Weddings with Memphis Bagpipes

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For centuries, pipe music has heralded the approach of the bridal party. Bagpipes make a stunning addition to any wedding, regardless of ethnicity or location. Bagipes are excellent for large or small celebrations. Below are suggestions, ideas, and experiences for having a piper at your nuptials.

Long after the cake has been enjoyed and the flowers are gone, one of the most cherished memories will be the sound of the great highland bagpipes. The bagpipes will provide an extraordinary and enduring aspect to your wedding day. Considering the cost of most weddings, pipe music is one of the least expensive, yet most memorable, touches to your day.

AREN'T THE PIPES A BIT LOUD?
This is part of their appeal and grandeur. A properly tuned and played set of bagpipes has no musical equal. Churches and reception facilities usually have high ceilings with plenty of open space and people dampen acoustically much of the volume. If the church has an organ, you can be certain the pipes won't be overpowering. The effect can be breathtaking. At out-of-the-way locations or those outdoors with no practical access to live music, the grandiose sound of bagpipes bridges that gap beautifully.

Regardless of what point you have the piper play, it's suggested keeping him under wraps until the very moment. Your guests will view the complete surprise with absolute delight. It takes a little co-ordination, however it's easily pulled off.

PRELUDE and PROCESSIONAL
Many brides wish a bit of pipe music before the ceremony as guests are entering the church. This is usually 10-15 minutes before showtime near the entrance. These tunes should be somewhat subdued and the piper should be situated so as not to overpower conversations inside the facility. At the prelude's conclusion, a tune with a quicked pace can announce the beginning of the service.

Many brides wish to be piped in and bridesmaids as well. Likewise, it's a bold entrance for the groom and his attendants. A properly played tune allows the attendants to walk comfortably up the aisle. Something such as an upbeat march for the groom's party and a stately tune for the bridesmaids.

The bride's entrance is perhaps the most important single moment of the ceremony. The chosen selection will contribute significantly to this lifelong memory. The Bridal and Wedding March's are playable on the pipes, but they are orchestral compositions. Both sound funky on the bagpipes and almost assuredly shall elicit snickers from guests. If the bride is indeed piped in, it's suggested she keep behind a distance of 15 ft behind the piper to have the guests' attention focused upon her and not to impede the photographer's art.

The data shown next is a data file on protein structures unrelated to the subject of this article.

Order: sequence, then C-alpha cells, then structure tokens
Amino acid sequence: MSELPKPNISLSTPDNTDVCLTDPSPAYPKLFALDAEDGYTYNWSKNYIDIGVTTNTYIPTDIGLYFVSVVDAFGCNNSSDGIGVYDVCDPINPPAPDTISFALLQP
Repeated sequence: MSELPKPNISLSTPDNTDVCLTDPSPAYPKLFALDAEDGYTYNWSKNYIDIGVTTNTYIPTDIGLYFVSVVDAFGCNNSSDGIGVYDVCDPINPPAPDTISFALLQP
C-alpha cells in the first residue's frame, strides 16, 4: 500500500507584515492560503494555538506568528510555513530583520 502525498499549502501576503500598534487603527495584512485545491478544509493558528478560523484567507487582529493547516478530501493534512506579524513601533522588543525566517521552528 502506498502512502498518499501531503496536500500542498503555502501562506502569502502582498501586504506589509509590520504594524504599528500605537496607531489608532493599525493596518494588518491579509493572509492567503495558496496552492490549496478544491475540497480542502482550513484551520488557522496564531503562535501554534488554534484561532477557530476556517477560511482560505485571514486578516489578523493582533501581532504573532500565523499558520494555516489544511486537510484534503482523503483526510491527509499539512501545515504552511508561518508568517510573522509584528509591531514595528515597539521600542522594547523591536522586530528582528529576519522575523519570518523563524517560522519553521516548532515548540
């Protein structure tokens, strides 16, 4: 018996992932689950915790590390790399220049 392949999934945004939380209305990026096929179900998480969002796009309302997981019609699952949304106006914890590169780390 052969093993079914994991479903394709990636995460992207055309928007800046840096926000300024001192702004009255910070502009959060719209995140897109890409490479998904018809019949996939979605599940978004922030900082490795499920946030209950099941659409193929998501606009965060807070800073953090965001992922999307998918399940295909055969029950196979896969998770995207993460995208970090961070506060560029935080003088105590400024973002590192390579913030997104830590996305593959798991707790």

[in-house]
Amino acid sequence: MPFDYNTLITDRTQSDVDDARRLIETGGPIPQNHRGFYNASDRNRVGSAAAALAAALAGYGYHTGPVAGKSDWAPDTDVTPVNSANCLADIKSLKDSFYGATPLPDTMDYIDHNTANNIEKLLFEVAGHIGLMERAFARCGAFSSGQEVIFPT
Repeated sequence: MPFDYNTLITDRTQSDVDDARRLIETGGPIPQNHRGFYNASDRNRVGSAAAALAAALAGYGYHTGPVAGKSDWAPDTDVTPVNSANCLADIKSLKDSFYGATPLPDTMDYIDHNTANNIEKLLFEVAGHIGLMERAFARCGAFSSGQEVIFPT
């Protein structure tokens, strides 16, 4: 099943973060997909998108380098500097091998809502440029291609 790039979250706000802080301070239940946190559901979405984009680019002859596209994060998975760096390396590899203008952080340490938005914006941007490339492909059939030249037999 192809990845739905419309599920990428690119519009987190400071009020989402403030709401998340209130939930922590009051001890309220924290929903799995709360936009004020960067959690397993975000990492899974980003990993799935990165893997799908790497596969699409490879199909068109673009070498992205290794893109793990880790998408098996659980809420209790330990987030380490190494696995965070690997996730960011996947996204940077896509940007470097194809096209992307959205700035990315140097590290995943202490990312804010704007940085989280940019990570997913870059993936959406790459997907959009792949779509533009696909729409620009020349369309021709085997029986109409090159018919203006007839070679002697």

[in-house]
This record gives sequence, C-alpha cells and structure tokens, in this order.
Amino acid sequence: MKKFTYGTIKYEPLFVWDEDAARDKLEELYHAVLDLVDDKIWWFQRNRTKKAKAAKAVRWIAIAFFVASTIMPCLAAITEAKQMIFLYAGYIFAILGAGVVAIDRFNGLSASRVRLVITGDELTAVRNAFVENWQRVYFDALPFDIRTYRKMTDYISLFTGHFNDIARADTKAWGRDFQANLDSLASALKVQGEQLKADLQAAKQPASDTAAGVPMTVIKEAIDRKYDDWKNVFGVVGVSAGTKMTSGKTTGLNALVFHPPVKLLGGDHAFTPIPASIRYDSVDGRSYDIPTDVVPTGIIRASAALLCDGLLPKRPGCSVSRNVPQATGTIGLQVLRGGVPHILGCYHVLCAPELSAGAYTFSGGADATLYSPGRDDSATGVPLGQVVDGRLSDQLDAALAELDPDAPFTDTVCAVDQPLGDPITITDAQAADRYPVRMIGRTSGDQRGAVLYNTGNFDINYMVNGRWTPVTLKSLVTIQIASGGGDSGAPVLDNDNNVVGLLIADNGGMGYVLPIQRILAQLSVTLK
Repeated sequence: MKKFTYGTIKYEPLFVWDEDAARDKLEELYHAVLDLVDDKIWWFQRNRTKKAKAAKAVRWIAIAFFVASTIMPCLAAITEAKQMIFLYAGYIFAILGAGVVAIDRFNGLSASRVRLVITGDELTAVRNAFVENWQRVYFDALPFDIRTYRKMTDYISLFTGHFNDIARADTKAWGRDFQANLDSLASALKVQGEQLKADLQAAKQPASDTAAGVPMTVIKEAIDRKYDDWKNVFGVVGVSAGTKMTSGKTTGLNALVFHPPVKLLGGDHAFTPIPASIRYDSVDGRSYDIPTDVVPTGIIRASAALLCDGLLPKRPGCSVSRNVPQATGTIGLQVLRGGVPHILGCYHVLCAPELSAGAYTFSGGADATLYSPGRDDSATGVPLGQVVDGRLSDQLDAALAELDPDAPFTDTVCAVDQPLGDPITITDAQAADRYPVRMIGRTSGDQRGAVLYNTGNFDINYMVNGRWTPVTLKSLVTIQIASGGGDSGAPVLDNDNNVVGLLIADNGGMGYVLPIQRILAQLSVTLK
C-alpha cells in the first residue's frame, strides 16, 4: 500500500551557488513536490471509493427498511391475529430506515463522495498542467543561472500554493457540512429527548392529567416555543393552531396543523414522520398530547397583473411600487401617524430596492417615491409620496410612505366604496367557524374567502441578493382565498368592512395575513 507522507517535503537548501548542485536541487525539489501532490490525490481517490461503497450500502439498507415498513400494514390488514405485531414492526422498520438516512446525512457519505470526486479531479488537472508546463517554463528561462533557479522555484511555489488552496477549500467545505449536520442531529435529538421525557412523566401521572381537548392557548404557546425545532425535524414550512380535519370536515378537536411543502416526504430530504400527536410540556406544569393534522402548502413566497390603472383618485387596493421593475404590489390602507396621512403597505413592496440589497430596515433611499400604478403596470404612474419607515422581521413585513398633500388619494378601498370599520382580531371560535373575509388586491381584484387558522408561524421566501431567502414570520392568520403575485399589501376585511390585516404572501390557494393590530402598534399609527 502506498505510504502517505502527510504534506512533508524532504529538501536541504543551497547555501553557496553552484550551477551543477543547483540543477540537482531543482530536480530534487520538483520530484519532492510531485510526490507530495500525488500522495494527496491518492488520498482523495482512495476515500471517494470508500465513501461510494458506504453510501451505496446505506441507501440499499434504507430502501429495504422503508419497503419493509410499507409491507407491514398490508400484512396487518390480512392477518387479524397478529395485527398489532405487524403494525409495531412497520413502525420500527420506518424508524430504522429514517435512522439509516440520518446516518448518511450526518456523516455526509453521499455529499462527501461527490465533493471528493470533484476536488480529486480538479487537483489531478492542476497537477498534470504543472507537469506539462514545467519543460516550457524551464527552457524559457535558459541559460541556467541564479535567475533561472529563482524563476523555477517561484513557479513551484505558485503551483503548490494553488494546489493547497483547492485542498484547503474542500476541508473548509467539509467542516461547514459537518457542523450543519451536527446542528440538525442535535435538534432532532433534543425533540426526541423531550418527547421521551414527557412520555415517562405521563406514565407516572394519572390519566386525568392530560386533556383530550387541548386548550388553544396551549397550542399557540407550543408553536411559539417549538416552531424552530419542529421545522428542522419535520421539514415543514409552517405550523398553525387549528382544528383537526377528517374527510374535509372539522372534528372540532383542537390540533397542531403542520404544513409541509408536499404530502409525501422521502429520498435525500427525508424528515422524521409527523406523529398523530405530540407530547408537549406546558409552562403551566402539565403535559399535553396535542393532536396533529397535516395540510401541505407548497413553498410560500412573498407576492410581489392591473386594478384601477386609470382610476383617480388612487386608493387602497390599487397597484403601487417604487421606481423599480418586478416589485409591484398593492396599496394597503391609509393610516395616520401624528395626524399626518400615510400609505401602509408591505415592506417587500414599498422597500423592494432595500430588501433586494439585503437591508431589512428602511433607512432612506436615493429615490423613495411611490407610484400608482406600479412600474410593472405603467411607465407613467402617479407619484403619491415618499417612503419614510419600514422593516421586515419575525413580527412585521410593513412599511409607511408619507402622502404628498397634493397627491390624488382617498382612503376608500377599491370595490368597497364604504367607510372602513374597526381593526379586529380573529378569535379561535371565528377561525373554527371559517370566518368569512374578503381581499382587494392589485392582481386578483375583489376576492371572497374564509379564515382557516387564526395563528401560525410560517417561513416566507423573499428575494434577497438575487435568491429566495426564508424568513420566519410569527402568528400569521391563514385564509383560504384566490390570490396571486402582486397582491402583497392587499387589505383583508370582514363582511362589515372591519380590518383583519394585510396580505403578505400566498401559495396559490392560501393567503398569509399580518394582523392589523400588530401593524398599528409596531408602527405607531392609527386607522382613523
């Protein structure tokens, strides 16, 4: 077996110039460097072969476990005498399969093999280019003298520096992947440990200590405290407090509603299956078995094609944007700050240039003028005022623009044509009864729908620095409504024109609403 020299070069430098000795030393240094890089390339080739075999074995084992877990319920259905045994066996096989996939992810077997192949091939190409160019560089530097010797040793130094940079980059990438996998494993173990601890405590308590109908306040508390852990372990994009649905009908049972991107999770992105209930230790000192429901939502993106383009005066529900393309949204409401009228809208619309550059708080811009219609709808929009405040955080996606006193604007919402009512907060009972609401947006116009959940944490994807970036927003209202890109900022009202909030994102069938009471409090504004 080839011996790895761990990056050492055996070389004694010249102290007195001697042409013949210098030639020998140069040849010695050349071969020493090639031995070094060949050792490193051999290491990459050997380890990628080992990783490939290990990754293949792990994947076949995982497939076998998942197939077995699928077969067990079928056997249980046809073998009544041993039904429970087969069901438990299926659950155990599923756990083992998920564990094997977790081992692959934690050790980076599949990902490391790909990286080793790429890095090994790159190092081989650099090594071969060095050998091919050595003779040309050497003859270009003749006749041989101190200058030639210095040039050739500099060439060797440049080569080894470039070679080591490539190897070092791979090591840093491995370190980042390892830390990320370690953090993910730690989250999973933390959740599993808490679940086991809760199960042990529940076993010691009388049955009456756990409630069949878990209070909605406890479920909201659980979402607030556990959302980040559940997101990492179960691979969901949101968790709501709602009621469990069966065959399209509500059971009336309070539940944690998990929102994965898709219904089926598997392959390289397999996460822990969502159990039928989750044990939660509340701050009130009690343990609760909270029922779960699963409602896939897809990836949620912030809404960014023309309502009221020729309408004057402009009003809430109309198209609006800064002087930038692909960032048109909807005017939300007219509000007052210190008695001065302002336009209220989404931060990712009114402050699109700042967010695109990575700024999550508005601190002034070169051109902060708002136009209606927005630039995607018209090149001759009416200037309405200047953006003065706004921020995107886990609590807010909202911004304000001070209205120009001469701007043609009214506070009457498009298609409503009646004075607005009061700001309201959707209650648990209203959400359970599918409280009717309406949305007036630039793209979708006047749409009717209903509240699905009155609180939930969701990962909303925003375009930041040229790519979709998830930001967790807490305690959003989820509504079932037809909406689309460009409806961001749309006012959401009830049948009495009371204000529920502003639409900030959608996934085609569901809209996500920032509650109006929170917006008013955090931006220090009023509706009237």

Some believe the guests will choose to watch the bagpiper instead of the bride. A dignified alternative is to have the piper proceed to the altar alone playing. Arriving at the altar, he turns toward the audience, pauses a moment, and begins the bride's processional selection. This permits the bride to have the full attention of assembled family and guests.

Consult the church's music director prior to making the arrangements - some can be rather territorial in what they'll tolerate. Depending upon your faith or denomination, some houses of worship do not permit bagpipe music inside the sanctuary. This does not mean pipes cannot be part of the special day, it means other options can be made such as playing before (or after) the ceremony, outside the sanctuary, or at the reception. Other churches may require religious music only, and yet others insist upon use of their organist alone. The majority are not bothered by what type of pipe music is played.

DURING CEREMONY
One tune should suffice. Most couples opt to have a close friend or family member provide music instead. This could be positioned somewhere in mid-ceremony such as during the candle lighting. The hymn Amazing Grace is highly inappropriate at weddings. It is almost exclusively performed at funerals. It can bring up memories of an entirely different service that guests may have attended recently. There's so much emotion connected to this hymn. Wouldn't you rather people weeping at your wedding do so because of the joyous occasion it is? Furthermore it is considered bad luck when played at wedding celebrations.

RECESSIONAL
The moment the minister announces the newly wedded couple, the piper starts playing and marches up the aisle to "retrieve" the couple and play them out. If you wish pipe music only at one point in your wedding, this is the place. Waiting until the end of the ceremony gives the most dramatic results, especially if guests and family members have no idea. Highly recommended. It's not unusual for this moment to be a surprise for either bride or bridegroom - just be sure to have a firm hold of their arm so that he or she doesn't automatically march down the aisle - must wait for the piper's arrival. Since a recessional tune should express joy, it should be up-tempo and triumphant.

POSTLUDE
This is played after the new couple has been led from the sanctuary. Essentially it’s a continuation of the Recessional. The piper proceeds outside and performs as guests exit. Lively tunes are appropriate.

RECEPTION TIME
Several choices....
~ Lead wedding party into reception area.
~ Play at the reception area entrance as the official welcome. No problem for the guests to locate it.
~ Play during the photography session while the couple is occupied, keeping guests entertained.
~ When dinner is ready, announce it with a tune, or lead guests into the dining area.

NOTA BENE: It is recommended the above serve as a list of selections. It is not recommended playing each. A little piping goes a long way. A harp is background music, so is a string quartet - bagpipes are not.

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